Here we go again. A few weeks ago I wrote a post on how a new study revealed that taking too much Vitamin E can actually hurt more than help you, as had been reported over the past 15 years or so.
Now it turns out, supposedly, that drinking too much water or sports drinks when running or working out in hot weather is actually detrimental to your health, causing death among long-distance runners in some cases.
A study just released in the New England Journal of Medicine found that a marathon runner, for example, could seriously dilute the blood with an overdose of liquids, resulting in a coma or death.
Because we’ve been taught for so many years to give water or a sports drink when it appears someone is suffering from heat stroke (after a long summer hike, for example), we actually could be giving them the poison to kill them.
Or so this study says, anyway. In 20 years’ time there will be another study that says thousands of people have died because they didn’t get enough water due to their fear of being over hydrated, based on this new study.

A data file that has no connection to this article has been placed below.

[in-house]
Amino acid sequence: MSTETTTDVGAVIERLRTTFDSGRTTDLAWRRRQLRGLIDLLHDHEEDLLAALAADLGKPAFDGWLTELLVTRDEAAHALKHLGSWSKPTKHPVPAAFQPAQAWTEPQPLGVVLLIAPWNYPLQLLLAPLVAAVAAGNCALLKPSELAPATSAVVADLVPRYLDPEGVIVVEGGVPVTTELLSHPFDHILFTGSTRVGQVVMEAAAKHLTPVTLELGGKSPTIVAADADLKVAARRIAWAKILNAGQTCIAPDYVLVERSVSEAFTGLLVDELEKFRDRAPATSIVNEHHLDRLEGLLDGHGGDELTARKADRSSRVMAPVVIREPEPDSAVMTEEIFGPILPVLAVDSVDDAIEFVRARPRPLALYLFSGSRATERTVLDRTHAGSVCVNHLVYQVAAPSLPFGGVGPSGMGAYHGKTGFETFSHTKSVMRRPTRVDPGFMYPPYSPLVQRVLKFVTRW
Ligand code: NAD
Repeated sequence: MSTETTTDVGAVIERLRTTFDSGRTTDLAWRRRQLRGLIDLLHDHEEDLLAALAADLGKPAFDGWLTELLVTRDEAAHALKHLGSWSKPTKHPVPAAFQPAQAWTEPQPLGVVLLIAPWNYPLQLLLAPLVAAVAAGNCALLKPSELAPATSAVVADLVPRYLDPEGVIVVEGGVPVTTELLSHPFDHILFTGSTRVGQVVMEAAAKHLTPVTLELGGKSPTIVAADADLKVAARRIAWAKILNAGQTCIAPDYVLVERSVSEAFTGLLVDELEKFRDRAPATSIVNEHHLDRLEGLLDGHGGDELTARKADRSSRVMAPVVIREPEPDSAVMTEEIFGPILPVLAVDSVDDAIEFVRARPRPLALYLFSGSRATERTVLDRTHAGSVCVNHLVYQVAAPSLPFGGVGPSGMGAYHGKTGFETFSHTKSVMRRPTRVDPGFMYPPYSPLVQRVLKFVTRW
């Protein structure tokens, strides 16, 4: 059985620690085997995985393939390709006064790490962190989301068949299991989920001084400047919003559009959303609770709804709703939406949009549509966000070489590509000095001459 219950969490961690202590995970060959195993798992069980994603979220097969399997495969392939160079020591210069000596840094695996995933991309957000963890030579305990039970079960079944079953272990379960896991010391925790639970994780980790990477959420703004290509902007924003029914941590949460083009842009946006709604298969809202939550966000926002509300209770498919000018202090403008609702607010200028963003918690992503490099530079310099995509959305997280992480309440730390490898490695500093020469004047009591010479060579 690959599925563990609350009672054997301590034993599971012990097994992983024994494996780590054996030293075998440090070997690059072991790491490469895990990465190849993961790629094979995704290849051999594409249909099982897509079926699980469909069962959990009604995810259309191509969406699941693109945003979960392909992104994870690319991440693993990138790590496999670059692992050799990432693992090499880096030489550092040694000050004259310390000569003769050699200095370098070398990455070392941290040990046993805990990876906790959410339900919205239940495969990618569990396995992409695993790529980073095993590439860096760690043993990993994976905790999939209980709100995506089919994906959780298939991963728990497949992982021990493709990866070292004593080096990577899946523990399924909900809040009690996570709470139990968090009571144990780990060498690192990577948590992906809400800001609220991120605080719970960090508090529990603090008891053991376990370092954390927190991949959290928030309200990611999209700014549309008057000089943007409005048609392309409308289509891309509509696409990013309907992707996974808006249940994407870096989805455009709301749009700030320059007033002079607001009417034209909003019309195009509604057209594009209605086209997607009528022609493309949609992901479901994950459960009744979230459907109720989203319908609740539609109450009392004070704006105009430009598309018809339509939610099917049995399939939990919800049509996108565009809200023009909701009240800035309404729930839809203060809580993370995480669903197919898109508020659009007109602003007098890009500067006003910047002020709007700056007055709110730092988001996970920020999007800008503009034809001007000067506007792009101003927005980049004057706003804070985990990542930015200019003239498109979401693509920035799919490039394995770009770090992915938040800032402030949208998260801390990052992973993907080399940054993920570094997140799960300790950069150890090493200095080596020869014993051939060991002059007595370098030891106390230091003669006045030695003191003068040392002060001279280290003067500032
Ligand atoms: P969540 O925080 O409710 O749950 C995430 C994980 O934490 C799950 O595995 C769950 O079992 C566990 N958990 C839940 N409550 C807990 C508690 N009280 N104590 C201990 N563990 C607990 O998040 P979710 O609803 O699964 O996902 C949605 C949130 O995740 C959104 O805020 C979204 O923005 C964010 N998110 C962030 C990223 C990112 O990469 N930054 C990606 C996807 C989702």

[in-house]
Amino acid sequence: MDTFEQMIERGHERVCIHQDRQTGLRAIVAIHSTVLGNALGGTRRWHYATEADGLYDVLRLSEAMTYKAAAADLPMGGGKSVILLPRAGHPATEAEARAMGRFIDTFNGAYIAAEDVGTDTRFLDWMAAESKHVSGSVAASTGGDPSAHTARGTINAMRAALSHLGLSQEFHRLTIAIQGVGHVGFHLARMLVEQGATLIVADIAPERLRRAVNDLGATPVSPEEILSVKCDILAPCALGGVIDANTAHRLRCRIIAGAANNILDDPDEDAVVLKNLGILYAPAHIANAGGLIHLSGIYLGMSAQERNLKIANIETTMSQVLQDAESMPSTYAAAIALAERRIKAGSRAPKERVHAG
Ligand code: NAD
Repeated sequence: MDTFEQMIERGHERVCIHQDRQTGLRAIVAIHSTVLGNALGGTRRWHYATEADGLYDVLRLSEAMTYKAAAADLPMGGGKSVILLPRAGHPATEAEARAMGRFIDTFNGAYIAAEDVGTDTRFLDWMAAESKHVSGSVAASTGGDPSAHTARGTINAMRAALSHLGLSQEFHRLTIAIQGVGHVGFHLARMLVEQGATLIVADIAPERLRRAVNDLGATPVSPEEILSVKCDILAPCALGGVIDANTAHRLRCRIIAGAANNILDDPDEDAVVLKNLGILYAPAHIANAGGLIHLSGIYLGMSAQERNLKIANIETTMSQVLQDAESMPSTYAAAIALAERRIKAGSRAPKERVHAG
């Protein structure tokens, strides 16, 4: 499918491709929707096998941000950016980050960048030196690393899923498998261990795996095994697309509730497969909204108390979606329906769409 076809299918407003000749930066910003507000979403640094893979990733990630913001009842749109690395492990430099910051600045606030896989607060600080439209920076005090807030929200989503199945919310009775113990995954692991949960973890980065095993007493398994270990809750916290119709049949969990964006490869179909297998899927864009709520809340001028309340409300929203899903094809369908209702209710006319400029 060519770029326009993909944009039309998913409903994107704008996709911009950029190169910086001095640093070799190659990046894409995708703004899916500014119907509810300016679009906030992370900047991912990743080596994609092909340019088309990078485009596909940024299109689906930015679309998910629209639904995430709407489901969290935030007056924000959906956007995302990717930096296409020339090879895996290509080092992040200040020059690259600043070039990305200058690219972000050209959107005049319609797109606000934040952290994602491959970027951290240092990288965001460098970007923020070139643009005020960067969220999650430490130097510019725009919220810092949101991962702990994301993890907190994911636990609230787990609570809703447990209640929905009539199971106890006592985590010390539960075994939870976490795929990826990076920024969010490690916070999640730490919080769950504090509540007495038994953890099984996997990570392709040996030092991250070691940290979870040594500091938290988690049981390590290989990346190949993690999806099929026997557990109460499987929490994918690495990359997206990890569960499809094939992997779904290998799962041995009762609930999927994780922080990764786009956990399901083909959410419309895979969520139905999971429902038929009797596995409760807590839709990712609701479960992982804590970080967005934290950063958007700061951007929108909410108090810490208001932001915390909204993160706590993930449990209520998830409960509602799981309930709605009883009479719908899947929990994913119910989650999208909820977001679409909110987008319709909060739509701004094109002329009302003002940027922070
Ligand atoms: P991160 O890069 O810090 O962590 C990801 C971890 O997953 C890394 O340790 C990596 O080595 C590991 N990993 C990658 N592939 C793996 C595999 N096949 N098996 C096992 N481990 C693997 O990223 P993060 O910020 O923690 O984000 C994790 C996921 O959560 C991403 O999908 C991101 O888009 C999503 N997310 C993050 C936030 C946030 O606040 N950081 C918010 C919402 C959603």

It seems to me the best remedy is: drink when you’re thirsty. Eat when you’re hungry. Avoid anything chemically manufactured unless there’s no choice.
But, then, I’m not a doctor…or a researcher…or better yet, one who funds these kinds of studies (and their built-in biases).
So now I’m confused, when I go on a long hike in the canyon this hot weekend, should I drink lots of water, or should I fight the urge to drink?
OK, I get it. Soon there will be a major marketing campaign undertaken by the companies that make instant tests that you can take while hiking or running where one can instantly determine their sodium levels to see if they need more or less water in their system.
Now I’m beginning to wonder who funded this study?